“I wanted to help make the education system better, to enrich lives outside of school”: Q&A with Anthony Williams, EdD
“We work for all people but specifically target individuals from low-income, minority backgrounds, or those that are exceptional learners to help bring equity of access to STEAM education.”
That’s the mission set forth by BEACON House, Inc., a non-profit organization based in Hagerstown, MD that seeks to bring STEAM education to both children and adults. It was founded just this year in 2017 by Anthony Williams, an Academic Intervention teacher at a public middle school—who also happens to be a current online student in Concordia’s EdD in Transformational Leadership program.
Needless to say, he’s a busy guy. We were fortunate to be able to ask him a few questions about his experience in our EdD program thus far and about BEACON House. Take a look!
How did you hear about Concordia?
My former co-worker did her MEd program online through Concordia University-Portland, so she told me about the EdD program. Concordia was very easy to work with for financial loans and grants, and the books were shipped to me—it was very convenient. All I had to worry about was the coursework.
Tell us about your experience in the EdD program—what makes it special and what do you feel you get out of it that you might not get elsewhere?
I love the classes and my instructors. In this program you really build a connection with people. The professors and other students want to know about your life, what you’re doing, and how they can help you. You build professional relationships outside of the coursework, and in fact, I think the relationships are stronger online than if you are in a face-to-face classroom. One professor was particularly encouraging and provided a lot of insight when I was working to get BEACON House set up.
I also love that most coursework builds week after week. What I learned really helped me understand and develop my own non-profit. We discussed how mission drives an organization, and how to have critical conversations. My non-profit became incorporated in January, and everything I’ve learned has been applicable to what I am doing. What is going on in my non-profit is often the substance for my discussion posts for class, and I get relevant feedback from my classmates.
What made you interested in the field of education?
I was raised in a family that placed a lot of importance on the concept of giving back and also on education. I had an exceptional 4th grade teacher, and I was inspired to write to that teacher years later to let them know the impact they made on me. I decided I wanted to do the same thing for future generations. First, I wanted to teach science. My two passions are giving back to the community and science/nature.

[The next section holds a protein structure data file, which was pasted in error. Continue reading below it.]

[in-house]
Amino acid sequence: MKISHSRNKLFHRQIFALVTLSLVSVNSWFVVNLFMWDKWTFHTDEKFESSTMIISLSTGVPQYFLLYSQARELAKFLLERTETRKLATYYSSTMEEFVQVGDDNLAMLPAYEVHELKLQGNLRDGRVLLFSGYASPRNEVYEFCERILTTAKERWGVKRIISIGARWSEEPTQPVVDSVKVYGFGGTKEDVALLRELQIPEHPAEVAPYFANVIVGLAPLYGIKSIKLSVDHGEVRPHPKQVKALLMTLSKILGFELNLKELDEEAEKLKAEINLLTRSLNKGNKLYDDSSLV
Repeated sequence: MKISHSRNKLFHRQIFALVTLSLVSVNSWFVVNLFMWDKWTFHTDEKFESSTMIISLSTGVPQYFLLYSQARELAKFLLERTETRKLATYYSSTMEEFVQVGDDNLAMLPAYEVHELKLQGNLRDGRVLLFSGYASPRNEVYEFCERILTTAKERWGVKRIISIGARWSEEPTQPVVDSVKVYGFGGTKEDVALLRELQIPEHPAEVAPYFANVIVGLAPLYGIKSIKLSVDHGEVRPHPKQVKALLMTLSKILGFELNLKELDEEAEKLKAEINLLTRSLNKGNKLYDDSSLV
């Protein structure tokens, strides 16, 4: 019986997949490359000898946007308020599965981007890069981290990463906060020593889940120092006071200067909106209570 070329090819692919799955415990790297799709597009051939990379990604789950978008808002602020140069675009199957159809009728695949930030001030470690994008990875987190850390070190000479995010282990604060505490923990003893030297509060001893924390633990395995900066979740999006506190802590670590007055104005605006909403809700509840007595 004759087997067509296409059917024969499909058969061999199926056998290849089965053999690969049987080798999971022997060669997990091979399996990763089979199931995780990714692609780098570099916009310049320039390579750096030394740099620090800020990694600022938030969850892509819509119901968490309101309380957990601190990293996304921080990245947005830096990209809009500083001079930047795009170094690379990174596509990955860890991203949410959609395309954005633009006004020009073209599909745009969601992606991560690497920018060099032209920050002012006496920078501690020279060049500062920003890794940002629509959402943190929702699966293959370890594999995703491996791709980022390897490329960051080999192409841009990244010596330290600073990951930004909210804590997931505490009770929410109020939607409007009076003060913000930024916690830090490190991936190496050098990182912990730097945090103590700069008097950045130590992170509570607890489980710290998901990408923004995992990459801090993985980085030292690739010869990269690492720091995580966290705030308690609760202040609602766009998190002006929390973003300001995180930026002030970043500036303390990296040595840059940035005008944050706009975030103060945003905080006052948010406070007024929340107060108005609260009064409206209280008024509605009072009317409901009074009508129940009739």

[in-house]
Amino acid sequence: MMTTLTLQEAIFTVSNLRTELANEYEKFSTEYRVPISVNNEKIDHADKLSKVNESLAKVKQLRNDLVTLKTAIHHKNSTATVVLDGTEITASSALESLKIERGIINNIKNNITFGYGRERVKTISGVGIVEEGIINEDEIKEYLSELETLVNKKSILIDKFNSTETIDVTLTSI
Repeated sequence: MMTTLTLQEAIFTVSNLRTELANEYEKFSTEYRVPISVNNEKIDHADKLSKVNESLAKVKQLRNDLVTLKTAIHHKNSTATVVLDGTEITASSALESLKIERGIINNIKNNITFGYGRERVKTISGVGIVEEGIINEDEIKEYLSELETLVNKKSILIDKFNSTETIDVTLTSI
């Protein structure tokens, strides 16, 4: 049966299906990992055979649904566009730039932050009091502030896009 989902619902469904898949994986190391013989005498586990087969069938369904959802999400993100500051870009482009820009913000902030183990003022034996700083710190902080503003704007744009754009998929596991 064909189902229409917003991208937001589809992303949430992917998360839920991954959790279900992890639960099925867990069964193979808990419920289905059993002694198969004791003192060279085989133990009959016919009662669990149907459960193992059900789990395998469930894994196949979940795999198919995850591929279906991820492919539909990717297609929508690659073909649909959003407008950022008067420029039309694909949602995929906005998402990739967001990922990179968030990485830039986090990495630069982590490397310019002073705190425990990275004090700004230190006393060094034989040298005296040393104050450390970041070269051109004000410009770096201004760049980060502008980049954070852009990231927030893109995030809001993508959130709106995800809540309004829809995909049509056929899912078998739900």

What inspired you to create BEACON House?
I realized there are big gaps in education; many kids don’t have parents who value education the way mine did. My parents taught me that knowledge is power, and I want to give that to other families. I wanted to help make the education system better, to enrich lives outside of school. Knowing that education is the key to knowledge, I wanted to extend the work I have been doing to impact kids’ learning and education, and even adults for that matter. I want to help others find their passion for something and develop that passion.
Give us a short summary of what BEACON House is and what it offers the community.
BEACON stands for ‘Building Equity in Access & Achievement through Community Outreach Networks. BEACON House aims to bring together community partners and government entities to increase access and achievement for children (age 3 and up) through adults in the areas of STEAM. We hope to level the playing field with equity and access—we want those starting at a lower economic level to know how and why they should achieve in STEAM career fields. There are fewer females and minorities represented in STEAM fields, and I want to increase representation from these groups.
A few examples of BEACON House programs include STEAM courses (after school and weekend classes, led by volunteers); STEAM Reboot (functional courses offered to adults); Free Family Fun Fridays (when we teach STEAM integrated lessons to parents and kids); and a partnership with Goodwill that aims to increase access for adults who are coming out of addiction or incarceration and re-entering the workforce.
What would you like to see as the future of BEACON House?
I would like to see this offered nationwide or globally to get kids and adults to think critically, problem solve, and collaborate around STEAM from a global perspective. I would like it to be a high-quality program that changes the world.
Is there anything you appreciate about Concordia’s Lutheran education values?
It’s a Lutheran school but it’s very progressive; faith is not just from one point of view and all people of all faiths are encouraged to express themselves. There’s an understanding that the public space should be secular, but also that everyone’s morals are with them wherever they go. It’s okay to have different morals. We should be open about this, be accepting of it, and be pro-active to agree on norms of operation from the beginning. It’s good to be open minded.
Congratulations to Anthony and his team—we wish him all the best! For more about the launch of BEACON House, check out this news article.Tags: EdD, Transformational Leadership